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A magic milk rainbow may be all about what's happening at the surface level between milk and soap, but when kids create the magic, the learning excitement is palpable. For Lily Arendt, hands-on science activities are a great way to help kids uncover the magic of science. We couldn't agree more!

Lily Arendt and a class of students explore surface tension with a Milk Rainbow science activity.
Above: Lily Arendt and a class of students explore surface tension with the Make a Milk Rainbow science activity.


For Lily Arendt, a biology student at DePaul University in Chicago and a participant on the Miss America beauty pageant circuit, engaging students, especially girls, with science and inspiring them to ask science questions and experiment to find answers is an issue she's putting front and center both as her pageant platform and with students in her hometown.

Lily recently took the Science Buddies Make a Milk Rainbow activity, part of the brand new Science Buddies Activities area, into fifth and sixth grade classrooms in Green Bay, Wisconsin to bring cool chemistry into the classroom and give students a chance to get hands-on with some awe-inspiring science.

After spending time with students in four different classes, Lily says the kids' enthusiastic response to the milk rainbow experiment was unanimous. "I was thrilled to see that all four classes were equally excited about the experiment!"

The project involves the reaction between food dye, dish soap, and milk. With these simple ingredients, four individual drops of food coloring can be mixed and swirled into a rainbow or a spin-art-style display by touching a cotton-tipped swab dipped in soap to the surface of the milk. The science of surface tension and surfactants helps demystify what is going on, but it looks a lot like magic when the colors begin to move away from the swab even though they were not touched. This is a colorful science experiment that is sure to bring oohs and ahhs.

Lily says she, too, was wowed when she first tried out the milk rainbow experiment. "I was just as impressed with the movement of the food coloring as the kids were! I definitely believe this experiment has an element of science 'magic' that all ages would enjoy."

In the classroom activity, Lily helped the students set up the demonstration, and then she stepped back, letting the kids get hands on to see what happened as they, not a teacher, touched the swab to the surface of the milk. A swab with nothing on it caused the milk to behave one way. But a swab dipped in soap caused something entirely different to happen! This kind of active learning can be incredibly empowering for students who think science is something that happens in a lab somewhere by real scientists.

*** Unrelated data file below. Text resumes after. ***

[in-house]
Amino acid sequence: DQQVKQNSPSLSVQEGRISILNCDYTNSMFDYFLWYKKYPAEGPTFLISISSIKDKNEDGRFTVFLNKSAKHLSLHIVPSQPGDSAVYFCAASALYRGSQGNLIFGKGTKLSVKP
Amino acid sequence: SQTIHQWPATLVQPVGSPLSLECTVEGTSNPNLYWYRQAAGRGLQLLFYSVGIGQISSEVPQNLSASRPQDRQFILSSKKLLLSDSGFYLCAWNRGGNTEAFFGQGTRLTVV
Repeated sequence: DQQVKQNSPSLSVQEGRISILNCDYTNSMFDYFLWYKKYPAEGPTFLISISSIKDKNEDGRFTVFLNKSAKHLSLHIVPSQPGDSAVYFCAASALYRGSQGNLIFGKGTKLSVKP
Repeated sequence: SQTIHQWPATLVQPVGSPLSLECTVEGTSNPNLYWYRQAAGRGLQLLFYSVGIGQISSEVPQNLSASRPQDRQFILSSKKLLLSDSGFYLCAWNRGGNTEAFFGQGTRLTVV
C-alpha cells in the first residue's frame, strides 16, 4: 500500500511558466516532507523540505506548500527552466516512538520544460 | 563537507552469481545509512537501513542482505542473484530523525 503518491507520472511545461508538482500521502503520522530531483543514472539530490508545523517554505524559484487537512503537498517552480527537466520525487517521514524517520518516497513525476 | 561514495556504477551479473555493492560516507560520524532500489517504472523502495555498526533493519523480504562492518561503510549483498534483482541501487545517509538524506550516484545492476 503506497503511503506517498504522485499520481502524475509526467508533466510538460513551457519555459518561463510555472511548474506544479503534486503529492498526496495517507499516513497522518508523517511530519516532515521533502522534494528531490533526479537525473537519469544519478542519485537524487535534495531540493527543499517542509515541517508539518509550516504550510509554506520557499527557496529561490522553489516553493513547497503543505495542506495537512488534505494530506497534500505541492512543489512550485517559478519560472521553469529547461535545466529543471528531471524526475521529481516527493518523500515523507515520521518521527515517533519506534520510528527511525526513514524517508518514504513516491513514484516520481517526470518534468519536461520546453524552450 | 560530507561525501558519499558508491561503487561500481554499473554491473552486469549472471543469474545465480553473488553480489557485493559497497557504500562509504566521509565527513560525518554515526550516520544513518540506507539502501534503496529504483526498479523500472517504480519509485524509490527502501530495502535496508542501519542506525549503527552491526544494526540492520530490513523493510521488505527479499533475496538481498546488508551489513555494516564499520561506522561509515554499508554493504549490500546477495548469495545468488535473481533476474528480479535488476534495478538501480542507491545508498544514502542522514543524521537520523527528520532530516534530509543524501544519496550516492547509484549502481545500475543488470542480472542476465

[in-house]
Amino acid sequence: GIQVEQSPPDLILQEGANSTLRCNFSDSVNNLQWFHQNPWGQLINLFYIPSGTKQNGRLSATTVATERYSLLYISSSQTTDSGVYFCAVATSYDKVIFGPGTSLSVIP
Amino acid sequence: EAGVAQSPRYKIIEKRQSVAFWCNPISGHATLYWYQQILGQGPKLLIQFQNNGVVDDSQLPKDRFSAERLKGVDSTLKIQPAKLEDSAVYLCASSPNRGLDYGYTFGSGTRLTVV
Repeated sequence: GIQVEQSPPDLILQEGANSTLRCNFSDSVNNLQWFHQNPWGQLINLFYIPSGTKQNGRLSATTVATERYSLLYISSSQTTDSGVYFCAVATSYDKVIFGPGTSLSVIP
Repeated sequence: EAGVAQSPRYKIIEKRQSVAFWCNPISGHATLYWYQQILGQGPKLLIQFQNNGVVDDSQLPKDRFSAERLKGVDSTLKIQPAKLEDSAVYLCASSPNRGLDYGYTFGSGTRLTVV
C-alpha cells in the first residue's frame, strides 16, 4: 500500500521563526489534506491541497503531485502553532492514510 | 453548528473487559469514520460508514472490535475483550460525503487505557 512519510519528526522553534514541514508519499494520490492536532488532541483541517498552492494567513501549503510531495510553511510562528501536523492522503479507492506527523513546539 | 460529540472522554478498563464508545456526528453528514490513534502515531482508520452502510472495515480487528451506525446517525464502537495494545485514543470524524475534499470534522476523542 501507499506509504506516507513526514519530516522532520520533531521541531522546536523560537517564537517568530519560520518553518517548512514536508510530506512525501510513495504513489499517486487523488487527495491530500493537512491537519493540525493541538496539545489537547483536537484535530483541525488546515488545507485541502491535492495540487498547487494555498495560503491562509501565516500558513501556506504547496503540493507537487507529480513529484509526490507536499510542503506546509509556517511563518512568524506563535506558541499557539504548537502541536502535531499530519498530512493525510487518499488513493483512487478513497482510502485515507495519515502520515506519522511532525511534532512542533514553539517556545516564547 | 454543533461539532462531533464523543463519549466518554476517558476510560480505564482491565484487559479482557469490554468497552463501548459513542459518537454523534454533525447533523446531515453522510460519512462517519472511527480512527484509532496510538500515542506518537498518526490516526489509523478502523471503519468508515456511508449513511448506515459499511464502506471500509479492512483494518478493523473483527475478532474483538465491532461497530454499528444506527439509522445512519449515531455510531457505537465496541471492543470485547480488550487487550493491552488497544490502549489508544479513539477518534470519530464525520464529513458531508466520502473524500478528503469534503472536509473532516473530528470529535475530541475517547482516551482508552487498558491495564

Supplementing science education with opportunities for active learning is what Science Buddies project ideas and now science activities are all about. With great ideas and blueprints for science experiments scaled for independent study or fun family weekends, Science Buddies is helping students, teachers, and parents take an active role in science exploration at home or at school.

It's a perspective on science that Lily shares.

"After taking many lecture-based science classes throughout my education," says Lily, "I've realized how disengaging it can be to simply listen to someone tell you the cool things about science. The thing I love about science is that it does have that 'wow' factor, and students, especially in elementary and middle school, should have the opportunity to experience science in their own way! Doing a hands-on experiment may just be what it takes to ignite that spark between a student and a love for science."

Not only did they enjoy the chemistry experiment, but the fifth and sixth grade students Lily worked with were excited to go home and share the experiment with friends and family. In re-telling or re-creating the experiment at home, they continue to process and absorb what they learned, articulate it, and pass on the fun.

In the classroom, Lily spent time talking with students about science careers, showed them how the Topic Selection Wizard works, and looked at sample Project Ideas that came up as "recommendations" for an individual student.